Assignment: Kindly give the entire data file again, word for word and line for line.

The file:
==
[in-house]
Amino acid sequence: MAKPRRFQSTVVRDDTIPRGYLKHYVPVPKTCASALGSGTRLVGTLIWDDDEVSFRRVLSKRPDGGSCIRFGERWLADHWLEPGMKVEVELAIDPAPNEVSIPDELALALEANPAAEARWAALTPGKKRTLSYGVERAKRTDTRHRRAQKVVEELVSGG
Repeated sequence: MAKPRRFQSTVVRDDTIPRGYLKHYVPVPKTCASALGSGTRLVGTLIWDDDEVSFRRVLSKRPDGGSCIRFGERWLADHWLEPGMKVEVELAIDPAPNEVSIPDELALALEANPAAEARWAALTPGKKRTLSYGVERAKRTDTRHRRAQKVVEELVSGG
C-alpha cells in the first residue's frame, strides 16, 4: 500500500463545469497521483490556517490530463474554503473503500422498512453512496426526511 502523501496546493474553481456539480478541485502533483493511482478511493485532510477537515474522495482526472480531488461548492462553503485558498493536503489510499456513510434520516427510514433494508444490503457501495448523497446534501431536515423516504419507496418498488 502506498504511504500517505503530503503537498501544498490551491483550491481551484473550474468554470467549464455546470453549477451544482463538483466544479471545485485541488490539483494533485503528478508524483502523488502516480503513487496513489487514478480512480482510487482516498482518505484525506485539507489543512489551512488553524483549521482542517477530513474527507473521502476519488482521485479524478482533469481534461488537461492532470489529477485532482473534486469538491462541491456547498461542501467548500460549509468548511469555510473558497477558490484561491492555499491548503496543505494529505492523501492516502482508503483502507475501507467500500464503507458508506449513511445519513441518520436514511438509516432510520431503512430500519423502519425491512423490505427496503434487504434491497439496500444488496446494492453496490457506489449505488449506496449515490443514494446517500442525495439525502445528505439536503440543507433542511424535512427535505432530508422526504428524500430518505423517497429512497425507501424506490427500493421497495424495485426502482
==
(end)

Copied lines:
[in-house]
Amino acid sequence: MAKPRRFQSTVVRDDTIPRGYLKHYVPVPKTCASALGSGTRLVGTLIWDDDEVSFRRVLSKRPDGGSCIRFGERWLADHWLEPGMKVEVELAIDPAPNEVSIPDELALALEANPAAEARWAALTPGKKRTLSYGVERAKRTDTRHRRAQKVVEELVSGG
Repeated sequence: MAKPRRFQSTVVRDDTIPRGYLKHYVPVPKTCASALGSGTRLVGTLIWDDDEVSFRRVLSKRPDGGSCIRFGERWLADHWLEPGMKVEVELAIDPAPNEVSIPDELALALEANPAAEARWAALTPGKKRTLSYGVERAKRTDTRHRRAQKVVEELVSGG
C-alpha cells in the first residue's frame, strides 16, 4: 500500500463545469497521483490556517490530463474554503473503500422498512453512496426526511 502523501496546493474553481456539480478541485502533483493511482478511493485532510477537515474522495482526472480531488461548492462553503485558498493536503489510499456513510434520516427510514433494508444490503457501495448523497446534501431536515423516504419507496418498488 502506498504511504500517505503530503503537498501544498490551491483550491481551484473550474468554470467549464455546470453549477451544482463538483466544479471545485485541488490539483494533485503528478508524483502523488502516480503513487496513489487514478480512480482510487482516498482518505484525506485539507489543512489551512488553524483549521482542517477530513474527507473521502476519488482521485479524478482533469481534461488537461492532470489529477485532482473534486469538491462541491456547498461542501467548500460549509468548511469555510473558497477558490484561491492555499491548503496543505494529505492523501492516502482508503483502507475501507467500500464503507458508506449513511445519513441518520436514511438509516432510520431503512430500519423502519425491512423490505427496503434487504434491497439496500444488496446494492453496490457506489449505488449506496449515490443514494446517500442525495439525502445528505439536503440543507433542511424535512427535505432530508422526504428524500430518505423517497429512497425507501424506490427500493421497495424495485426502482